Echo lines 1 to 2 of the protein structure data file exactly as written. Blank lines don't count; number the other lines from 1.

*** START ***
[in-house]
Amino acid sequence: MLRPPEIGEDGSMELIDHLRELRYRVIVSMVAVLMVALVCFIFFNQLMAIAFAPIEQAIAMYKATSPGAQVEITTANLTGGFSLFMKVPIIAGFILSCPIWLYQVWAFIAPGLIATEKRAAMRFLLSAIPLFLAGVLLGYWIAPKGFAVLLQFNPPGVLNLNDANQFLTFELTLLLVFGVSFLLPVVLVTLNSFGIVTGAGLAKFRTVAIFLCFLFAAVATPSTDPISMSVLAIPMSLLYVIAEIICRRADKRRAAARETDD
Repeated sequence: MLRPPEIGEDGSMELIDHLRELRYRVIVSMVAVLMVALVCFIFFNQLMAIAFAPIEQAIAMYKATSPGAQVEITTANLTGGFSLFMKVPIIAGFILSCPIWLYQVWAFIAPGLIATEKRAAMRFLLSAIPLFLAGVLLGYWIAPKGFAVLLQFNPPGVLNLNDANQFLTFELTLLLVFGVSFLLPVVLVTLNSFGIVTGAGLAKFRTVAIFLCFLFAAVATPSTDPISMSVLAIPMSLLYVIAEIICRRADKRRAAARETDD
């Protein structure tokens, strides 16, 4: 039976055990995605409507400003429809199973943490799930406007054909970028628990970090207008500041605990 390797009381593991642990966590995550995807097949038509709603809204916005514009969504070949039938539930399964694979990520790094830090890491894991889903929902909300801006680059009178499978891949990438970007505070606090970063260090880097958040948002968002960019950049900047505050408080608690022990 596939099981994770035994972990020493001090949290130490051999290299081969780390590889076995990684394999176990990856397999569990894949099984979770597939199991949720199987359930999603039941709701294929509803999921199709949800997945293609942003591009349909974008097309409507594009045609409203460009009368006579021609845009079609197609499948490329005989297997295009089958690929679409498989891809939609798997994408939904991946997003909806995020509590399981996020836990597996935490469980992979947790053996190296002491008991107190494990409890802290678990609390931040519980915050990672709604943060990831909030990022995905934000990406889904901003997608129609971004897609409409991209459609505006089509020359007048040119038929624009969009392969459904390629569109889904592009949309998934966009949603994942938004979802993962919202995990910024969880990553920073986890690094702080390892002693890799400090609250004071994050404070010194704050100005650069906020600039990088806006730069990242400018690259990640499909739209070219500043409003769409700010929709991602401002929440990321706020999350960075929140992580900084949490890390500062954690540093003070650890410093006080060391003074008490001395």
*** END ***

[in-house]
Amino acid sequence: MLRPPEIGEDGSMELIDHLRELRYRVIVSMVAVLMVALVCFIFFNQLMAIAFAPIEQAIAMYKATSPGAQVEITTANLTGGFSLFMKVPIIAGFILSCPIWLYQVWAFIAPGLIATEKRAAMRFLLSAIPLFLAGVLLGYWIAPKGFAVLLQFNPPGVLNLNDANQFLTFELTLLLVFGVSFLLPVVLVTLNSFGIVTGAGLAKFRTVAIFLCFLFAAVATPSTDPISMSVLAIPMSLLYVIAEIICRRADKRRAAARETDD